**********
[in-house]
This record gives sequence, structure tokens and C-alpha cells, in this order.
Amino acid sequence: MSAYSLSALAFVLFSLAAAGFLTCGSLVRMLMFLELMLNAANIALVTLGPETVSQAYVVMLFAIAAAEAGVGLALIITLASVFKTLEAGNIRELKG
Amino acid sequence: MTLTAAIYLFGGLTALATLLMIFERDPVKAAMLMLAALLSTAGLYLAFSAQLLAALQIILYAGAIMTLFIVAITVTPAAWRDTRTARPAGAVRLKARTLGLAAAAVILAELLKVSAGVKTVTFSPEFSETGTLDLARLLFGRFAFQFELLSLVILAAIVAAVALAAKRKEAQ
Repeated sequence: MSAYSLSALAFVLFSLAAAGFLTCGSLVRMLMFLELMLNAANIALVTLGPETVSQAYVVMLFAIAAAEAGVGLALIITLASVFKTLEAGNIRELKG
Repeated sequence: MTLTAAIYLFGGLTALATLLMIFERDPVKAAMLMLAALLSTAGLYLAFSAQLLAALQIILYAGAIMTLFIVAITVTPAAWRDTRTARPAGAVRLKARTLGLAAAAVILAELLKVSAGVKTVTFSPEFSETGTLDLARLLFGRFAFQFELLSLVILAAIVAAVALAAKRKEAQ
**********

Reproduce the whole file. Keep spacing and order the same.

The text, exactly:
[in-house]
This record gives sequence, structure tokens and C-alpha cells, in this order.
Amino acid sequence: MSAYSLSALAFVLFSLAAAGFLTCGSLVRMLMFLELMLNAANIALVTLGPETVSQAYVVMLFAIAAAEAGVGLALIITLASVFKTLEAGNIRELKG
Amino acid sequence: MTLTAAIYLFGGLTALATLLMIFERDPVKAAMLMLAALLSTAGLYLAFSAQLLAALQIILYAGAIMTLFIVAITVTPAAWRDTRTARPAGAVRLKARTLGLAAAAVILAELLKVSAGVKTVTFSPEFSETGTLDLARLLFGRFAFQFELLSLVILAAIVAAVALAAKRKEAQ
Repeated sequence: MSAYSLSALAFVLFSLAAAGFLTCGSLVRMLMFLELMLNAANIALVTLGPETVSQAYVVMLFAIAAAEAGVGLALIITLASVFKTLEAGNIRELKG
Repeated sequence: MTLTAAIYLFGGLTALATLLMIFERDPVKAAMLMLAALLSTAGLYLAFSAQLLAALQIILYAGAIMTLFIVAITVTPAAWRDTRTARPAGAVRLKARTLGLAAAAVILAELLKVSAGVKTVTFSPEFSETGTLDLARLLFGRFAFQFELLSLVILAAIVAAVALAAKRKEAQ